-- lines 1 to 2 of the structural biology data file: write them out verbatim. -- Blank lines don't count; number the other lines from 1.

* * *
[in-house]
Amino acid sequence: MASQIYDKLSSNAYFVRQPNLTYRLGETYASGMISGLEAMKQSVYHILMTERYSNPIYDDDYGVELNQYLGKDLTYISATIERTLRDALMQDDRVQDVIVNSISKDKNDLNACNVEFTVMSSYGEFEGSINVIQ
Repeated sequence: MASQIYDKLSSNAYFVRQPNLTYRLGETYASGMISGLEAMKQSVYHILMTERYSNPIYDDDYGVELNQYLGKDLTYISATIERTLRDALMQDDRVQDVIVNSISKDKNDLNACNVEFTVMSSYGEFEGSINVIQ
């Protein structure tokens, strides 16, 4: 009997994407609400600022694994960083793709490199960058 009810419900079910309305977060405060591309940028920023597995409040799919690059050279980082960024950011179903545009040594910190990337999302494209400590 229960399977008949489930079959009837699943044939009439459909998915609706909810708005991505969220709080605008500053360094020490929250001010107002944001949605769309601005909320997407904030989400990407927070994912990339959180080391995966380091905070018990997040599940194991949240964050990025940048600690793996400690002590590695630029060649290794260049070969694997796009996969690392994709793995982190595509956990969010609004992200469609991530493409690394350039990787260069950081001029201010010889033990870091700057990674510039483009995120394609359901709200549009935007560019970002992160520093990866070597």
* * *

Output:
[in-house]
Amino acid sequence: MASQIYDKLSSNAYFVRQPNLTYRLGETYASGMISGLEAMKQSVYHILMTERYSNPIYDDDYGVELNQYLGKDLTYISATIERTLRDALMQDDRVQDVIVNSISKDKNDLNACNVEFTVMSSYGEFEGSINVIQ